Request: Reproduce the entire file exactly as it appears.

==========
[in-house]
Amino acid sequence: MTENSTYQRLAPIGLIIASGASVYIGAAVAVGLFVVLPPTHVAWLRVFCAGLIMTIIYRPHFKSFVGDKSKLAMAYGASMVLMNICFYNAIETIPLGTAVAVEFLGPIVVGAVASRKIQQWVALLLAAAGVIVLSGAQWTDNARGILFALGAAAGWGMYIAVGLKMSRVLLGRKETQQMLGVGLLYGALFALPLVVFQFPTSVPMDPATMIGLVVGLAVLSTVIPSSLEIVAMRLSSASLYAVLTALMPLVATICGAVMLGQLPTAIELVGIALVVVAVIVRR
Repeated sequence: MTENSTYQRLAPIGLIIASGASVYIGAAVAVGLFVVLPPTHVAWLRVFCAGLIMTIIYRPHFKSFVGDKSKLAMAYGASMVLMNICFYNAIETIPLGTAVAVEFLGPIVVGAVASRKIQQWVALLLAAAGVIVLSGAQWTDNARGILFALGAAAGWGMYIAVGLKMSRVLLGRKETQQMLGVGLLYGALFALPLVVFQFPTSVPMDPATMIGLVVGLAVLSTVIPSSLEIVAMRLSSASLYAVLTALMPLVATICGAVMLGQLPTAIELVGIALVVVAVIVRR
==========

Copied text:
[in-house]
Amino acid sequence: MTENSTYQRLAPIGLIIASGASVYIGAAVAVGLFVVLPPTHVAWLRVFCAGLIMTIIYRPHFKSFVGDKSKLAMAYGASMVLMNICFYNAIETIPLGTAVAVEFLGPIVVGAVASRKIQQWVALLLAAAGVIVLSGAQWTDNARGILFALGAAAGWGMYIAVGLKMSRVLLGRKETQQMLGVGLLYGALFALPLVVFQFPTSVPMDPATMIGLVVGLAVLSTVIPSSLEIVAMRLSSASLYAVLTALMPLVATICGAVMLGQLPTAIELVGIALVVVAVIVRR
Repeated sequence: MTENSTYQRLAPIGLIIASGASVYIGAAVAVGLFVVLPPTHVAWLRVFCAGLIMTIIYRPHFKSFVGDKSKLAMAYGASMVLMNICFYNAIETIPLGTAVAVEFLGPIVVGAVASRKIQQWVALLLAAAGVIVLSGAQWTDNARGILFALGAAAGWGMYIAVGLKMSRVLLGRKETQQMLGVGLLYGALFALPLVVFQFPTSVPMDPATMIGLVVGLAVLSTVIPSSLEIVAMRLSSASLYAVLTALMPLVATICGAVMLGQLPTAIELVGIALVVVAVIVRR